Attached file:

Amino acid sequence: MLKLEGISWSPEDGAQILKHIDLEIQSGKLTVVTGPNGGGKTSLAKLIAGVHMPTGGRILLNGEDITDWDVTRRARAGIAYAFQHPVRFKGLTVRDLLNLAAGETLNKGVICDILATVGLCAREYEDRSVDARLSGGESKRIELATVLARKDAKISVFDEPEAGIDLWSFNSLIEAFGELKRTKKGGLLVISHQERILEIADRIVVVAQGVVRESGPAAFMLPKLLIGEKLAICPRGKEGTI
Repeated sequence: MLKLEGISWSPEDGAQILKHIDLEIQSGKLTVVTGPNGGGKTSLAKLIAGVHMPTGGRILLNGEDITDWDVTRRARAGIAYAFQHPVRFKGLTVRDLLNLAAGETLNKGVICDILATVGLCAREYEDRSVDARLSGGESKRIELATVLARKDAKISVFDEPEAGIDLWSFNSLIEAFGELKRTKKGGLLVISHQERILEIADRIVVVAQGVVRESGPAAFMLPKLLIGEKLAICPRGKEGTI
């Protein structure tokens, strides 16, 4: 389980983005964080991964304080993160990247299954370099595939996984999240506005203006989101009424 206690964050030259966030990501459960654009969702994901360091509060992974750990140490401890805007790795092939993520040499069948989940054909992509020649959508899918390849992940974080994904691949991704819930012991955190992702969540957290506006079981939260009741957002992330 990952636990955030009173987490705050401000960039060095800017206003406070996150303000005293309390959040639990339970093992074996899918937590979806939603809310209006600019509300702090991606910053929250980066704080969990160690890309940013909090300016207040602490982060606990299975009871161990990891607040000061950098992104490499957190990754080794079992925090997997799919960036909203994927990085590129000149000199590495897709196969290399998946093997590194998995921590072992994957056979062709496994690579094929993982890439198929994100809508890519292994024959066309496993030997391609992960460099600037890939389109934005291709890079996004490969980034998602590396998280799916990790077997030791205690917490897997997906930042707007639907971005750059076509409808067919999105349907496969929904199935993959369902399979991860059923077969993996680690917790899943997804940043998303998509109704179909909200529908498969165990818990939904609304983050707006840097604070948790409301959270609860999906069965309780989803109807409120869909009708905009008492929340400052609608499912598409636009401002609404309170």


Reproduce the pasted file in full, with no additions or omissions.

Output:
Amino acid sequence: MLKLEGISWSPEDGAQILKHIDLEIQSGKLTVVTGPNGGGKTSLAKLIAGVHMPTGGRILLNGEDITDWDVTRRARAGIAYAFQHPVRFKGLTVRDLLNLAAGETLNKGVICDILATVGLCAREYEDRSVDARLSGGESKRIELATVLARKDAKISVFDEPEAGIDLWSFNSLIEAFGELKRTKKGGLLVISHQERILEIADRIVVVAQGVVRESGPAAFMLPKLLIGEKLAICPRGKEGTI
Repeated sequence: MLKLEGISWSPEDGAQILKHIDLEIQSGKLTVVTGPNGGGKTSLAKLIAGVHMPTGGRILLNGEDITDWDVTRRARAGIAYAFQHPVRFKGLTVRDLLNLAAGETLNKGVICDILATVGLCAREYEDRSVDARLSGGESKRIELATVLARKDAKISVFDEPEAGIDLWSFNSLIEAFGELKRTKKGGLLVISHQERILEIADRIVVVAQGVVRESGPAAFMLPKLLIGEKLAICPRGKEGTI
């Protein structure tokens, strides 16, 4: 389980983005964080991964304080993160990247299954370099595939996984999240506005203006989101009424 206690964050030259966030990501459960654009969702994901360091509060992974750990140490401890805007790795092939993520040499069948989940054909992509020649959508899918390849992940974080994904691949991704819930012991955190992702969540957290506006079981939260009741957002992330 990952636990955030009173987490705050401000960039060095800017206003406070996150303000005293309390959040639990339970093992074996899918937590979806939603809310209006600019509300702090991606910053929250980066704080969990160690890309940013909090300016207040602490982060606990299975009871161990990891607040000061950098992104490499957190990754080794079992925090997997799919960036909203994927990085590129000149000199590495897709196969290399998946093997590194998995921590072992994957056979062709496994690579094929993982890439198929994100809508890519292994024959066309496993030997391609992960460099600037890939389109934005291709890079996004490969980034998602590396998280799916990790077997030791205690917490897997997906930042707007639907971005750059076509409808067919999105349907496969929904199935993959369902399979991860059923077969993996680690917790899943997804940043998303998509109704179909909200529908498969165990818990939904609304983050707006840097604070948790409301959270609860999906069965309780989803109807409120869909009708905009008492929340400052609608499912598409636009401002609404309170």